Neuroimaging in the Evaluation of Epilepsy

Naymee J. Velez-Ruiz, MD; Joshua P. Klein, MD, PhD2

Disclosures

Semin Neurol. 2012;32(4):361-373. 

In This Article

Traumatic Brain Injury

Head trauma is responsible for more than 20% of symptomatic cases of epilepsy and 5% of all epilepsy.[110] Seizures may begin anytime after the injury. Early seizures, which occur within a week of the injury, are acute symptomatic attacks often accompanied by neurologic or systemic abnormalities. Although not considered epilepsy, these seizures increase the risk for posttraumatic epilepsy (PTE).[110] Seizures that occur after a week of the head trauma are thought to reflect permanent changes in the brain, tend to recur, and therefore often represent onset of PTE.[110] The most important risk factor for the development of either early or late seizures is the severity of the injury. Greater severity, brain contusion, intracranial hematoma, depressed skull fracture, and dural penetration are associated with increased seizure risk.[110,111] Although sometimes the severity of the injury is greater than appreciated on imaging, the presence of some of these factors may aid in the identification of individuals that are at increased risk of developing PTE and that may require closer monitoring.

Imaging of head trauma has a primary role both in assessing the extent of the trauma and in determining the appropriate therapy. The most efficient method to triage for acute head trauma remains CT. It is readily available, fast, and usually very accurate at detecting acute hemorrhage (high density on unenhanced scan) and depressed skull fractures. Rarely, there are isodense or low-density hemorrhages in patients with severe anemia or disseminated intravascular coagulopathy, and these may be more difficult to detect. Another limitation of this technique is the relatively limited visualization of the infratemporal, subfrontal, and posterior fossa regions. When head trauma is evaluated with CT, analysis should include review of brain, subdural, and bone windows. The wide window setting aids in separating high-density blood from the high density of bone, and is particularly useful in acute subdural and epidural hematomas, which can be small and difficult to differentiate from the calvarium.[112] Bone windowing is essential to identify fractures.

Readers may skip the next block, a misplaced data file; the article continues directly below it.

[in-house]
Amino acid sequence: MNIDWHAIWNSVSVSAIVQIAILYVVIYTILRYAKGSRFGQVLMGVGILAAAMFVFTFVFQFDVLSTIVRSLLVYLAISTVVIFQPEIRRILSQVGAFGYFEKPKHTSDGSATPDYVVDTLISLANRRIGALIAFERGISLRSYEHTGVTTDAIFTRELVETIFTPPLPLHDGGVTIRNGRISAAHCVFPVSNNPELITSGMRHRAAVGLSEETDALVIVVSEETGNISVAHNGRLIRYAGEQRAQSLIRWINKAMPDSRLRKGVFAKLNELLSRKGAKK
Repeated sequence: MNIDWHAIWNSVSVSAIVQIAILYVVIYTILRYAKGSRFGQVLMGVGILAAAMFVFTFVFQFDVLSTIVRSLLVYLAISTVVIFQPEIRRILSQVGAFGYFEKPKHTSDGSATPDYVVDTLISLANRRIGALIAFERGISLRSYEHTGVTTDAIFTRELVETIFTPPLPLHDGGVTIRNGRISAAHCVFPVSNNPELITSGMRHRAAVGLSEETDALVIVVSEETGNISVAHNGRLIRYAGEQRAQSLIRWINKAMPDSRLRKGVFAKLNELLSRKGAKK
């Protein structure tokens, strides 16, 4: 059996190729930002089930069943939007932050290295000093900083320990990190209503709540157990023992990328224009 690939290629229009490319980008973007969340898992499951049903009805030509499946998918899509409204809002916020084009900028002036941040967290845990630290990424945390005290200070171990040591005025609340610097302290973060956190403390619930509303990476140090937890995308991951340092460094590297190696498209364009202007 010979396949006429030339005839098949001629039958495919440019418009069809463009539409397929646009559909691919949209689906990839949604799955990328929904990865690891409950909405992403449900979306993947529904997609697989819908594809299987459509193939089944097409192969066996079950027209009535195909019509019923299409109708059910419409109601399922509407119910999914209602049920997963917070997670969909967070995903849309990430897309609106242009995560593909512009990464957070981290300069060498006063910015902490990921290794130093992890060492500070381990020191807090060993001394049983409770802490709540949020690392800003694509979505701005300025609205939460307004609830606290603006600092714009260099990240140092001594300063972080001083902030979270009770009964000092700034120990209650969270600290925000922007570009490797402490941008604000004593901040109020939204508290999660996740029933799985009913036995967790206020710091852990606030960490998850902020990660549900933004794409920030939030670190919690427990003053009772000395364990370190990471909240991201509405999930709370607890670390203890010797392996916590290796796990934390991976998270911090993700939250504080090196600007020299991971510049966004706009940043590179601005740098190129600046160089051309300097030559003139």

Overall, MRI reveals the extent of brain damage after head trauma with greater sensitivity than CT.[113] However, few studies have assessed MRI findings in patients with PTE. Angeleri et al obtained MRI scans from 104 TBI patients one year after injury, and found that the presence of cortical or subcortical hyperintense lesions visible on T2WI with accompanying hemosiderin on GRE sequences was associated with an increased risk of PTE.[114] Susceptibility-weighted imaging (SWI), which is related to the GRE imaging, takes advantage of susceptibility differences between tissues. This results in enhanced contrast sensitive to paramagnetic properties of intravascular deoxyhemoglobin, i.e., sensitive to venous blood, hemorrhage, and iron in the brain. SWI is frequently utilized for the detection of blood products in the patient with PTE and no apparent abnormalities in other MRI sequences. Diaz-Arrastia et al analyzed high-resolution MRIs in patients with intractable PTE and found that 35% of these patients had HS.[115] Often diffuse abnormalities, such as global cerebral atrophy, are seen along with HS.[116] Less commonly, dual pathology is noted with HS present in addition to neocortical lesions, usually in the temporal or frontal lobes.[116]

The exact implications of other more subtle abnormalities, such as diffuse axonal injury (DAI), for the subsequent development of seizures are not completely understood. One study suggests that patients may have isolated DAI on MRI scans yet achieve neurologic recovery without the development of seizures.[117] Further investigations are required to corroborate this finding. The radiologic characteristics of DAI are discussed elsewhere.

More recently, novel MRI techniques such as DTI have been used in an attempt to increase the sensitivity of MRI, as well as to gain new insights into the pathogenesis of PTE. DTI permits the examination of white matter integrity in vivo by measuring the diffusivity of water in biologic tissues, as well as an index of the directionality of diffusion. This allows the identification and quantification of microstructural changes that extend beyond the obvious lesions seen on the T2 and FLAIR images. Gupta et al compared DTI findings in patients with chronic traumatic brain injury with and without epilepsy with those of age-matched controls.[118] They found that the mean regional fractional anisotropy (FA) was significantly lower whereas the mean regional mean diffusivity (MD) was higher in patients with TBI compared with controls, and that the mean regional FA ratio was significantly lower in TBI patients with epilepsy than in those without epilepsy.[118] This suggests that the severity of injury as predicted by the DTI-derived increased volume of microstructure damage may be associated with PTE. However, their sample was small and further studies are needed to make definite conclusions.

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